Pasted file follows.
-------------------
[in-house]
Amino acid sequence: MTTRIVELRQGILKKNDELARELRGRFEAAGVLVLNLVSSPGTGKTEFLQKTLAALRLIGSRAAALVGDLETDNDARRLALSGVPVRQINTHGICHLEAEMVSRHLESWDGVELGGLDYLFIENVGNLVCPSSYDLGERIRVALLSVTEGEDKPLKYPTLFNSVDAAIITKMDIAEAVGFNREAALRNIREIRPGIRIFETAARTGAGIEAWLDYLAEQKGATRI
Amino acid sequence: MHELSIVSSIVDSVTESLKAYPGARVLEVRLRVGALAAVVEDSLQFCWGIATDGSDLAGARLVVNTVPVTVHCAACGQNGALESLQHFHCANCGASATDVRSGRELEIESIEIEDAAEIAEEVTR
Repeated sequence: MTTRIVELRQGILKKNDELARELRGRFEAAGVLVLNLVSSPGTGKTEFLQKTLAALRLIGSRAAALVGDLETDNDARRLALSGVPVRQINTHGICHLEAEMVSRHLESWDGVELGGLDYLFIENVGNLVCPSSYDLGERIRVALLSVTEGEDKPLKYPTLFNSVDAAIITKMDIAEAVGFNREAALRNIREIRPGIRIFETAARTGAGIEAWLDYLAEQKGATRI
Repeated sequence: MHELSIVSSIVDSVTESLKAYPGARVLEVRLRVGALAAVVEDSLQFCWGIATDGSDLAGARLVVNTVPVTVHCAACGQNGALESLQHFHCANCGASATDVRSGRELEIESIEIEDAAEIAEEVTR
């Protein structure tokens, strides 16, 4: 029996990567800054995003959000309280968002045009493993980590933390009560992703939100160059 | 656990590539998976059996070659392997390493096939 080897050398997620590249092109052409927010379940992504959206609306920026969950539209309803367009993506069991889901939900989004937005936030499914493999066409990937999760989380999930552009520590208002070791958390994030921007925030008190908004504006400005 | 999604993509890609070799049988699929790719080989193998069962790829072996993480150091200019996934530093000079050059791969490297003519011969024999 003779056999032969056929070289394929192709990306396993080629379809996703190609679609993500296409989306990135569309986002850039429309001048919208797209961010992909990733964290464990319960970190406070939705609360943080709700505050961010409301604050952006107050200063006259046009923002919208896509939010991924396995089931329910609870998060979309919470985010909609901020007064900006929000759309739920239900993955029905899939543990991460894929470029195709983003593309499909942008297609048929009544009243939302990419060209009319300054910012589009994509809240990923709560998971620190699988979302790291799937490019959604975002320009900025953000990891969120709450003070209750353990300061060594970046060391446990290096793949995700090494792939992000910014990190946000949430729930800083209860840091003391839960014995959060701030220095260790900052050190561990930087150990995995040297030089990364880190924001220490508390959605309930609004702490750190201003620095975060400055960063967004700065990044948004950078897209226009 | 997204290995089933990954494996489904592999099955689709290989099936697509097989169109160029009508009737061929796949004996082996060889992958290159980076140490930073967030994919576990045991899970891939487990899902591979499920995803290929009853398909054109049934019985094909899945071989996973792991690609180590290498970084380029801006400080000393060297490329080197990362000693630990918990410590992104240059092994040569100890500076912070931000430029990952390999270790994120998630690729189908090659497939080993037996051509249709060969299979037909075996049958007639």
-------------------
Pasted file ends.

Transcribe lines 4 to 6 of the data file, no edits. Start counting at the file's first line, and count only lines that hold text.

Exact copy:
Repeated sequence: MTTRIVELRQGILKKNDELARELRGRFEAAGVLVLNLVSSPGTGKTEFLQKTLAALRLIGSRAAALVGDLETDNDARRLALSGVPVRQINTHGICHLEAEMVSRHLESWDGVELGGLDYLFIENVGNLVCPSSYDLGERIRVALLSVTEGEDKPLKYPTLFNSVDAAIITKMDIAEAVGFNREAALRNIREIRPGIRIFETAARTGAGIEAWLDYLAEQKGATRI
Repeated sequence: MHELSIVSSIVDSVTESLKAYPGARVLEVRLRVGALAAVVEDSLQFCWGIATDGSDLAGARLVVNTVPVTVHCAACGQNGALESLQHFHCANCGASATDVRSGRELEIESIEIEDAAEIAEEVTR
């Protein structure tokens, strides 16, 4: 029996990567800054995003959000309280968002045009493993980590933390009560992703939100160059 | 656990590539998976059996070659392997390493096939 080897050398997620590249092109052409927010379940992504959206609306920026969950539209309803367009993506069991889901939900989004937005936030499914493999066409990937999760989380999930552009520590208002070791958390994030921007925030008190908004504006400005 | 999604993509890609070799049988699929790719080989193998069962790829072996993480150091200019996934530093000079050059791969490297003519011969024999 003779056999032969056929070289394929192709990306396993080629379809996703190609679609993500296409989306990135569309986002850039429309001048919208797209961010992909990733964290464990319960970190406070939705609360943080709700505050961010409301604050952006107050200063006259046009923002919208896509939010991924396995089931329910609870998060979309919470985010909609901020007064900006929000759309739920239900993955029905899939543990991460894929470029195709983003593309499909942008297609048929009544009243939302990419060209009319300054910012589009994509809240990923709560998971620190699988979302790291799937490019959604975002320009900025953000990891969120709450003070209750353990300061060594970046060391446990290096793949995700090494792939992000910014990190946000949430729930800083209860840091003391839960014995959060701030220095260790900052050190561990930087150990995995040297030089990364880190924001220490508390959605309930609004702490750190201003620095975060400055960063967004700065990044948004950078897209226009 | 997204290995089933990954494996489904592999099955689709290989099936697509097989169109160029009508009737061929796949004996082996060889992958290159980076140490930073967030994919576990045991899970891939487990899902591979499920995803290929009853398909054109049934019985094909899945071989996973792991690609180590290498970084380029801006400080000393060297490329080197990362000693630990918990410590992104240059092994040569100890500076912070931000430029990952390999270790994120998630690729189908090659497939080993037996051509249709060969299979037909075996049958007639």